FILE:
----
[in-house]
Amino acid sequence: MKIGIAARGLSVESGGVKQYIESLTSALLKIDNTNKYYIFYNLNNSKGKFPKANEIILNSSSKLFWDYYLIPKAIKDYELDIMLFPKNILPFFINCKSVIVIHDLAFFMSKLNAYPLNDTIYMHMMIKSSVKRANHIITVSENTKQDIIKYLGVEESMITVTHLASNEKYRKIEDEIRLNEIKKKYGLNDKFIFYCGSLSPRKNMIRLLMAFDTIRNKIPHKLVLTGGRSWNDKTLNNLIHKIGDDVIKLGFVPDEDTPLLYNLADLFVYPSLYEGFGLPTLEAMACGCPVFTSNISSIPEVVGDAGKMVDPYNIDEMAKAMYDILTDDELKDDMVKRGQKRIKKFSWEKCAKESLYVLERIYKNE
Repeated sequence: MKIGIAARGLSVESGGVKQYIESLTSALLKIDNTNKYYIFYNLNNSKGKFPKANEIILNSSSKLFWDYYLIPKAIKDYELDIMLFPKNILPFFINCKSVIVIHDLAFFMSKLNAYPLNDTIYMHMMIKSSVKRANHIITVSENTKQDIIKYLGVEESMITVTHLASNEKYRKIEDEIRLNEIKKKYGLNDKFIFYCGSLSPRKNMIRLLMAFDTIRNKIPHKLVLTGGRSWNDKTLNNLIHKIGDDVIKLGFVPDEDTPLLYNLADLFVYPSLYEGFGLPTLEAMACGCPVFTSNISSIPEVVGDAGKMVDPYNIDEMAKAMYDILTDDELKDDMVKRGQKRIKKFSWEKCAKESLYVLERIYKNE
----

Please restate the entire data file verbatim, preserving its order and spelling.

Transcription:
[in-house]
Amino acid sequence: MKIGIAARGLSVESGGVKQYIESLTSALLKIDNTNKYYIFYNLNNSKGKFPKANEIILNSSSKLFWDYYLIPKAIKDYELDIMLFPKNILPFFINCKSVIVIHDLAFFMSKLNAYPLNDTIYMHMMIKSSVKRANHIITVSENTKQDIIKYLGVEESMITVTHLASNEKYRKIEDEIRLNEIKKKYGLNDKFIFYCGSLSPRKNMIRLLMAFDTIRNKIPHKLVLTGGRSWNDKTLNNLIHKIGDDVIKLGFVPDEDTPLLYNLADLFVYPSLYEGFGLPTLEAMACGCPVFTSNISSIPEVVGDAGKMVDPYNIDEMAKAMYDILTDDELKDDMVKRGQKRIKKFSWEKCAKESLYVLERIYKNE
Repeated sequence: MKIGIAARGLSVESGGVKQYIESLTSALLKIDNTNKYYIFYNLNNSKGKFPKANEIILNSSSKLFWDYYLIPKAIKDYELDIMLFPKNILPFFINCKSVIVIHDLAFFMSKLNAYPLNDTIYMHMMIKSSVKRANHIITVSENTKQDIIKYLGVEESMITVTHLASNEKYRKIEDEIRLNEIKKKYGLNDKFIFYCGSLSPRKNMIRLLMAFDTIRNKIPHKLVLTGGRSWNDKTLNNLIHKIGDDVIKLGFVPDEDTPLLYNLADLFVYPSLYEGFGLPTLEAMACGCPVFTSNISSIPEVVGDAGKMVDPYNIDEMAKAMYDILTDDELKDDMVKRGQKRIKKFSWEKCAKESLYVLERIYKNE